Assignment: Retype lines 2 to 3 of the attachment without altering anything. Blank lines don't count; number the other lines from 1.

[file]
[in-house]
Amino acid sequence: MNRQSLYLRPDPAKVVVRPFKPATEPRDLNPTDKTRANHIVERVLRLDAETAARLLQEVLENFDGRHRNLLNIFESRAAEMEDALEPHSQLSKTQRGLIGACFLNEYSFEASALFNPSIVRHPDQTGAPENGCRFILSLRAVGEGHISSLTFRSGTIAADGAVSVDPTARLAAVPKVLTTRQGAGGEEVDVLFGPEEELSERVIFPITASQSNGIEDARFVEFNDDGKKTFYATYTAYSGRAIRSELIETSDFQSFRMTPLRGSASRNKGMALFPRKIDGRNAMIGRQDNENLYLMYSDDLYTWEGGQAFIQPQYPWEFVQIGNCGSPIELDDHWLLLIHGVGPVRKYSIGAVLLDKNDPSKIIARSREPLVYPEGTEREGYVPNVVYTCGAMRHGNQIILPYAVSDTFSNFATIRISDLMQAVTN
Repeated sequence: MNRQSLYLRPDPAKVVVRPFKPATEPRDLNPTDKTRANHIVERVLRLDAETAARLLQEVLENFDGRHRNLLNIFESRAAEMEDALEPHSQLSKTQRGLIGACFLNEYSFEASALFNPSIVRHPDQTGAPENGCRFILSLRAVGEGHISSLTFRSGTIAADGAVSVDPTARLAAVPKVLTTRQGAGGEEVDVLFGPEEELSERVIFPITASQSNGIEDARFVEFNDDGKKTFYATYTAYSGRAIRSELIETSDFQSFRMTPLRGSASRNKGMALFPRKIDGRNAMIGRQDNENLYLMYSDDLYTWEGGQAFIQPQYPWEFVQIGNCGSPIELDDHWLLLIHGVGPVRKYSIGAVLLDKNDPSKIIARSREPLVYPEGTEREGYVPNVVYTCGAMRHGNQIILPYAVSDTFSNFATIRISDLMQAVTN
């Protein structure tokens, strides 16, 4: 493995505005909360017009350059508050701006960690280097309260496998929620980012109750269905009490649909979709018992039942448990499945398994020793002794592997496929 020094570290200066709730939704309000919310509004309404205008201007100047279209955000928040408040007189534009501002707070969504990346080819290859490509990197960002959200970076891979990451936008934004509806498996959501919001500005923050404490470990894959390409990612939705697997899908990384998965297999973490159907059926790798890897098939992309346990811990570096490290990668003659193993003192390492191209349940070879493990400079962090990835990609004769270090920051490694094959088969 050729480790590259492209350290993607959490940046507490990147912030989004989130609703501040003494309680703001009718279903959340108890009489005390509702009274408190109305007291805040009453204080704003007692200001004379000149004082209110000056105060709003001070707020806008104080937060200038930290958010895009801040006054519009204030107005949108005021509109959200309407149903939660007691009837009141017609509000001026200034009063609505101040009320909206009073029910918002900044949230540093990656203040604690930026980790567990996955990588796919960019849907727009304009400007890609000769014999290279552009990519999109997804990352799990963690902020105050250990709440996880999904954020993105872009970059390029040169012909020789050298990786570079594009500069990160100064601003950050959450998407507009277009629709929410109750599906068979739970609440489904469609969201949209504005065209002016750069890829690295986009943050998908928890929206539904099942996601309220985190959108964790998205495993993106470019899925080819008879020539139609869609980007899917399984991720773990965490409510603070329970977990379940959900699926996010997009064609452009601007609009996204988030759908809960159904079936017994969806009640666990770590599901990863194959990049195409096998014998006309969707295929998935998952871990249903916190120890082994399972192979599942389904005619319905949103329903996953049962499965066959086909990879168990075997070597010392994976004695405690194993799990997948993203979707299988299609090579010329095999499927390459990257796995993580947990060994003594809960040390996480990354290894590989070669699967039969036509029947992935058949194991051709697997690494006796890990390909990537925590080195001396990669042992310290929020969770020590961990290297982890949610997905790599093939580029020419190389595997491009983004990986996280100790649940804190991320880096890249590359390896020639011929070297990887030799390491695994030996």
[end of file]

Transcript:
Amino acid sequence: MNRQSLYLRPDPAKVVVRPFKPATEPRDLNPTDKTRANHIVERVLRLDAETAARLLQEVLENFDGRHRNLLNIFESRAAEMEDALEPHSQLSKTQRGLIGACFLNEYSFEASALFNPSIVRHPDQTGAPENGCRFILSLRAVGEGHISSLTFRSGTIAADGAVSVDPTARLAAVPKVLTTRQGAGGEEVDVLFGPEEELSERVIFPITASQSNGIEDARFVEFNDDGKKTFYATYTAYSGRAIRSELIETSDFQSFRMTPLRGSASRNKGMALFPRKIDGRNAMIGRQDNENLYLMYSDDLYTWEGGQAFIQPQYPWEFVQIGNCGSPIELDDHWLLLIHGVGPVRKYSIGAVLLDKNDPSKIIARSREPLVYPEGTEREGYVPNVVYTCGAMRHGNQIILPYAVSDTFSNFATIRISDLMQAVTN
Repeated sequence: MNRQSLYLRPDPAKVVVRPFKPATEPRDLNPTDKTRANHIVERVLRLDAETAARLLQEVLENFDGRHRNLLNIFESRAAEMEDALEPHSQLSKTQRGLIGACFLNEYSFEASALFNPSIVRHPDQTGAPENGCRFILSLRAVGEGHISSLTFRSGTIAADGAVSVDPTARLAAVPKVLTTRQGAGGEEVDVLFGPEEELSERVIFPITASQSNGIEDARFVEFNDDGKKTFYATYTAYSGRAIRSELIETSDFQSFRMTPLRGSASRNKGMALFPRKIDGRNAMIGRQDNENLYLMYSDDLYTWEGGQAFIQPQYPWEFVQIGNCGSPIELDDHWLLLIHGVGPVRKYSIGAVLLDKNDPSKIIARSREPLVYPEGTEREGYVPNVVYTCGAMRHGNQIILPYAVSDTFSNFATIRISDLMQAVTN